Kimanshigha is the Chagga name for Diplocyclos schliebenii, a climbing herbaceous plant in the cucumber family. This species grows in rich, moist soils in upland forests of Kenya and Tanzania. Its leaves are palmately 5-lobed and 7-13 centimeters across. Its fruits, borne singly or in small clusters, are oval shaped, about 3 centimeters long, and red (when mature) with longitudinal white stripes. Kimanshigha climbs several meters into the surrounding vegetation, attaching itself to trees and shrubs with tendrils.
The Chagga people live in northern Tanzania, around Mount Kilimanjaro, Mount Meru, and in the city of Moshi. The southern and eastern slopes of Kilimanjaro are among the most densely populated rural areas in Tanzania (up to 1,000 people per square kilometer) but, for centuries, the Chagga have used a highly sustainable agrisilvicultural system that supports both a large population and an incredible diversity of wild and cultivated plants as well as insects, birds, and other animals. Chagga homegardens (small subsistence plots) cover an area of about 1,000 square kilometers on Kilimanjaro, at an elevation of 900-1,800 meters above sea level. The Chagga homegarden system (or kihamba system) involves four vegetation layers: Trees provide shade for the plants below, as well as fodder and firewood; bananas, of which there are many varieties, form the basis of the local cuisine; arabica coffee (an important cash crop) grows beneath the bananas; and below the coffee bushes grow various vegetables and root crops, including taro and maize. Coffee, bananas, and taller trees provide structural support for kimanshigha and other vines and lianas such as Telfairia pedata (oysternut).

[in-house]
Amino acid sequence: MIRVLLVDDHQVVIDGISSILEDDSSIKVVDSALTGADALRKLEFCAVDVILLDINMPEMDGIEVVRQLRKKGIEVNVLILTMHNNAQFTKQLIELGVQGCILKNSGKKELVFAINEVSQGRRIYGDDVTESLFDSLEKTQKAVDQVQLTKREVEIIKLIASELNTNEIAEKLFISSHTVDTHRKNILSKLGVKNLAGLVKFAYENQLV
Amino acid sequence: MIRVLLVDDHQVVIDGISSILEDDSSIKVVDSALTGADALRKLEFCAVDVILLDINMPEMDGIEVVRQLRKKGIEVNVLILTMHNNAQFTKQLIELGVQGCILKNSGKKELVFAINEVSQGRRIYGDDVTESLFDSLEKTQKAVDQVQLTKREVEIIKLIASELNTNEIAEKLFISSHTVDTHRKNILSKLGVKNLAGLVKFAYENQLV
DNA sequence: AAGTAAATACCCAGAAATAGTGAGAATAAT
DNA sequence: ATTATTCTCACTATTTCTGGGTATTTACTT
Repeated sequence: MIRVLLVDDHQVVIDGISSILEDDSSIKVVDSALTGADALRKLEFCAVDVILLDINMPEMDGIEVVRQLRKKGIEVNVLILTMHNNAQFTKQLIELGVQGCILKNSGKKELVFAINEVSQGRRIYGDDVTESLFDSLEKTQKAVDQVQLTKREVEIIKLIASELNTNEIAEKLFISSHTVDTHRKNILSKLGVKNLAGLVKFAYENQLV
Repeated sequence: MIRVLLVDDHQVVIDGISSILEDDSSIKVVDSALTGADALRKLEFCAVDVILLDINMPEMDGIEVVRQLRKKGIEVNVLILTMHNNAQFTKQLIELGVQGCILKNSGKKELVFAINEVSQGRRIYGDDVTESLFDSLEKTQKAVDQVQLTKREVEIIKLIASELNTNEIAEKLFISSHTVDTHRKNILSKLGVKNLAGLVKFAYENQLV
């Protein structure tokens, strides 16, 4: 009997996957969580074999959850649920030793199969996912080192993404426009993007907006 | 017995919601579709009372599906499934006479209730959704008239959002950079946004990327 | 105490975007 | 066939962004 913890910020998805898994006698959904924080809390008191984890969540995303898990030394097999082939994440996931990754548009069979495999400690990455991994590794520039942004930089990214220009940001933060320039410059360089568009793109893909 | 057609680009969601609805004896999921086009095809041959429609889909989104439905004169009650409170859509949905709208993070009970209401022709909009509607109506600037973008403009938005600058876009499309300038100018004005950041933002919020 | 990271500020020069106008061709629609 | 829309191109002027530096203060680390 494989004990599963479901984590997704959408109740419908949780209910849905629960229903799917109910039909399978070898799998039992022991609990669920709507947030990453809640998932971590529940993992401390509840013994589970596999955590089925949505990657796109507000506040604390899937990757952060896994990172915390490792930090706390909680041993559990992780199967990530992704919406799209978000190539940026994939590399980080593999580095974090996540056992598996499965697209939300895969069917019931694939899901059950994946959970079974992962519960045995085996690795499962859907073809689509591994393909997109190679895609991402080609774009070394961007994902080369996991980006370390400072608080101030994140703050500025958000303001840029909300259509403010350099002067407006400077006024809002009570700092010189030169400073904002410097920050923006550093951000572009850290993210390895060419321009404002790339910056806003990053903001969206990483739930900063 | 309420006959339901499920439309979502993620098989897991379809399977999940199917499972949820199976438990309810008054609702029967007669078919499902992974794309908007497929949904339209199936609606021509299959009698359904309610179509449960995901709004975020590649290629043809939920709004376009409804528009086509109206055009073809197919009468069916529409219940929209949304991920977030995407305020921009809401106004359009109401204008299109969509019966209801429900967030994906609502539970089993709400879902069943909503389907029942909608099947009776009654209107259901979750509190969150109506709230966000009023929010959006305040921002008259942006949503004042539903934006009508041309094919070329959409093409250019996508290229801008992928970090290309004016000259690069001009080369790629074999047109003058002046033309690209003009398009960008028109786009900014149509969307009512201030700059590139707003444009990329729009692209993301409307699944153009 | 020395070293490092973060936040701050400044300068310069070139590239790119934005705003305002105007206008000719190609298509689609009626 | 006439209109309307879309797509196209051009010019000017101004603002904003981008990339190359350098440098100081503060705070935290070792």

Only the leaves of kimanshigha are consumed, though the fruit is harvested for seed. Provided that there is enough moisture, the leaves are available throughout the year. If conditions are too dry or cool, the plants will desiccate, but the rootstock will survive below the soil. Kimanshigha leaves are a crucial ingredient in the traditional dish nyanyi kitalolo, which also includes green bananas or maize, beans (preferably cowpeas), and sour milk. This dish is highly nutritious and easy to swallow, making it suitable for children, the elderly, women who have just given birth, and the ill (including HIV/AIDS sufferers). The leaves can also be sautéed with onions and carrots and served with porridge, rice, or yams. Kimanshigha is traditionally used to treat stomach pains: Adults chew four clean leaves three times a day until the stomach ache subsides, while babies and small children eat leaves that their mothers have chewed up for them. Chagga and Meru people report that cows produce more milk if they eat kimanshigha.
Kimanshigha is not a popular or well-known food among young people, and the plant is vulnerable throughout its range due to deforestation. Even more worrying is the fact that the Chagga homegarden system is becoming less sustainable because of population pressure, low market prices for coffee, the erosion of local traditions (young people are not taking traditional farming over from their parents and grandparents), and climate change.